Originally launched in 1989, HeroQuest — the cult-classic dungeon-crawling board game — is back. The latest edition arrived at retail in 2021 after a successful crowdfunding campaign. Now the designers at Avalon Hill are expanding the line, adding a new hero with unique and powerful abilities. Called the Rogue Heir of Elethorn, the swashbuckling hero will be available at retail starting in October. Pre-orders begin Wednesday.
HeroQuest made a name for itself by being among the first campaigns-in-a-box, a model that is now among the most successful board game genres around. From its humble beginnings on the shelves of the local Toys R Us, it is the template for modern masterpieces like Gloomhaven, Descent: Legends of the Dark, and the upcoming ISS Vanguard. The original also featured several popular (and hard-to-find) expansions that added additional monster miniatures, bits of terrain, and even rules. But the franchise never did branch out beyond the original four heroes — the melee-focused barbarian, the spellcasting mage, the versatile elf, and the handy dwarf.
The reboot changed all that, adding additional female-presenting sculpts to the game along with additional character classes, like the bard, the druid, and the warlock. Now Hasbro’s board game imprint is adding another class, the rogue, who’s described as “a nimble skirmisher deadly with small blades.”
Anyone who has played HeroQuest knows that daggers are pretty much useless beyond the opening few missions. Maybe you’ll carry one or two around for a handy ranged weapon, but they’re basically trash. A rogue character could change that. The new class will also increase your need to manage mobility, a difficult prospect when you’re rolling dice for movement. That’s because this particular character is prohibited from using metal armor or shields of any kind.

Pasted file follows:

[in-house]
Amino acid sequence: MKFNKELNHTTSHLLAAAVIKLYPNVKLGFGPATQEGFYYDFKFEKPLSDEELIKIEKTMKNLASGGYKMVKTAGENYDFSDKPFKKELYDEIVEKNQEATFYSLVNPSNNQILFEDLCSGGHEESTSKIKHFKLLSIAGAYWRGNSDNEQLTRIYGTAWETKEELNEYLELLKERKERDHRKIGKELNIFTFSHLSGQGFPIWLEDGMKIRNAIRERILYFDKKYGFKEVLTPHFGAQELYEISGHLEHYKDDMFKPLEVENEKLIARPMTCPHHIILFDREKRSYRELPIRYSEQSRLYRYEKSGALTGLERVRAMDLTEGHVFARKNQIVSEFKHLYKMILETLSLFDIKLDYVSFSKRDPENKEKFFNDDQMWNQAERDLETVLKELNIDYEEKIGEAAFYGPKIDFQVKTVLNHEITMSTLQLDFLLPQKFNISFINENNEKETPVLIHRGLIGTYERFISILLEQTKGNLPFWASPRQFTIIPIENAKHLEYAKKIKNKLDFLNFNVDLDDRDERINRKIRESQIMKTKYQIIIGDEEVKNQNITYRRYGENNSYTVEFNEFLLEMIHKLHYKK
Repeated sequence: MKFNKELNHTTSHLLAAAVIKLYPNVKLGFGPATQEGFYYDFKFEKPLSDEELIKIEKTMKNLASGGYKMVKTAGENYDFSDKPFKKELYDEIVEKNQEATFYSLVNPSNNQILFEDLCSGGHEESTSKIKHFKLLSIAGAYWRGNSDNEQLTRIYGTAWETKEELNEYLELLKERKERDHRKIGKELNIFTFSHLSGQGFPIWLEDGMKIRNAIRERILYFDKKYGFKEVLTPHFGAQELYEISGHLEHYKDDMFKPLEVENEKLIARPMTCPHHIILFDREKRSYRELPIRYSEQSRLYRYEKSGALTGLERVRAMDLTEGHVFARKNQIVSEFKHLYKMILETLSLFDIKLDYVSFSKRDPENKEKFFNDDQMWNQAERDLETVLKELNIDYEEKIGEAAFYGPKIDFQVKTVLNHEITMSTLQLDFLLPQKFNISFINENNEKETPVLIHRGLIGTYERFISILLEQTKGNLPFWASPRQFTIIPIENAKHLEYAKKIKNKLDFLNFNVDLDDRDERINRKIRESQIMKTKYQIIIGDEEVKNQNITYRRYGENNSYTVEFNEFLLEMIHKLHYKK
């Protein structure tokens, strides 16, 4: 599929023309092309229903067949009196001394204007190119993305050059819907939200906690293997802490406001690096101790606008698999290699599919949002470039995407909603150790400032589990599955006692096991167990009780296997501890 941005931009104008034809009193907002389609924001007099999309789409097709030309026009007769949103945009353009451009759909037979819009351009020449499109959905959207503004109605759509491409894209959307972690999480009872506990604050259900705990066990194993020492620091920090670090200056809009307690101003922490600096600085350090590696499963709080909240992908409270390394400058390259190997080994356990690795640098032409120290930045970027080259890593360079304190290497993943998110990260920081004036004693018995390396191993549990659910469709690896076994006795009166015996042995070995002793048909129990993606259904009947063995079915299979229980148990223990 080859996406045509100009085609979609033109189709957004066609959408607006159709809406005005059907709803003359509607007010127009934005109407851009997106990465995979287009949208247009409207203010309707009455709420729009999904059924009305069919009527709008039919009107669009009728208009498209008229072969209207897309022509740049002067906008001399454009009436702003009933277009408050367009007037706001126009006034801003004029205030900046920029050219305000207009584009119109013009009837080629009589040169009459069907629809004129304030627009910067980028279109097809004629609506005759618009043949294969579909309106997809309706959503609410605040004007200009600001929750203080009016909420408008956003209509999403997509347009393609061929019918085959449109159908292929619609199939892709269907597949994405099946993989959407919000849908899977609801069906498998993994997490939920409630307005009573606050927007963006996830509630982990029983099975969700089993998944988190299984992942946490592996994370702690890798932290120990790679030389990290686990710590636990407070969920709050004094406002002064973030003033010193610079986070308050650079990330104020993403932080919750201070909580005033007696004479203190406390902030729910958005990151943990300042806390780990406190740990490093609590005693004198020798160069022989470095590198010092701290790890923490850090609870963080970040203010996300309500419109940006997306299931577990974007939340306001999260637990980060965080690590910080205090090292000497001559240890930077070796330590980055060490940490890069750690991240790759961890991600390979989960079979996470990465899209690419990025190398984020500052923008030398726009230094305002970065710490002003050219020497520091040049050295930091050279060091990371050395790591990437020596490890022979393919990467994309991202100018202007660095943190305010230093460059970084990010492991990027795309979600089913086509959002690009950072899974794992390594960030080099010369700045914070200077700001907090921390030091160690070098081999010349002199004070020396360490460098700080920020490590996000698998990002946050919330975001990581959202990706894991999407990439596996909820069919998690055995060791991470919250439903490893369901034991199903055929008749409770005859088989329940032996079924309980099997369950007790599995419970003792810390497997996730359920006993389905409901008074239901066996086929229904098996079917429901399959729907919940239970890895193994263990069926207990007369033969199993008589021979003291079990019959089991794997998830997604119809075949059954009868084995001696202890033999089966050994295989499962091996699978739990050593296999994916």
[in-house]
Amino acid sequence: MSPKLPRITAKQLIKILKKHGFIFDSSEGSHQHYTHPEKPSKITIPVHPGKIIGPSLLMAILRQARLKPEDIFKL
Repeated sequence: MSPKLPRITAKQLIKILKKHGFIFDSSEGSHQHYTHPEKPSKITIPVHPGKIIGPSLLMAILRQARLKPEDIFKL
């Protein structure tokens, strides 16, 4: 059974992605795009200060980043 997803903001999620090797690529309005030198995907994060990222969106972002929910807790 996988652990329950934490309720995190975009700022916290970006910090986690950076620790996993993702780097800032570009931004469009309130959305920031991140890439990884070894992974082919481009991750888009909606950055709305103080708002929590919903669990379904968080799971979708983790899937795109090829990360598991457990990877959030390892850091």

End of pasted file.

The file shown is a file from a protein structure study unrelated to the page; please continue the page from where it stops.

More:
“The Rogue Heir gave us an opportunity to present unique skills that improved upon two specific challenges large parties can face in the dungeon,” said Chris Nadeau, senior director of design and development at Avalon Hill, in an email to Polygon. “First, through the use of the Rogue’s Combat Mobility the character can move through crowded rooms and hallways and attack Zargon’s minions from behind. This mechanic alleviates those bottleneck situations on the game board, where players may be forced to stand idle while the heroes in the front do all the dice rolling. Secondly, through a combination of the Dagger and Bandolier equipment cards, as well as the Rogue Skill card Opportunistic Striker, players will be able to make attack rolls at range and move around the dungeon more freely, while still getting to attack targets almost every turn during combat. A fast, agile and nimble character seemed like a concept that could really change the way HeroQuest is played.”
Plus, even more characters are on the way.
“We are constantly looking for opportunities to introduce variations in play-style through the inclusion of new characters in HeroQuest,” Nadeau said. “Like any good game where players can choose from a wide range of classes and archetypes to alter their style of play and generate a sense of ‘replayability’, HeroQuest’s selection of heroes should reflect the vast world we are building within the brand’s story and provide countless hours of repeat play for players who want the most out of their game.”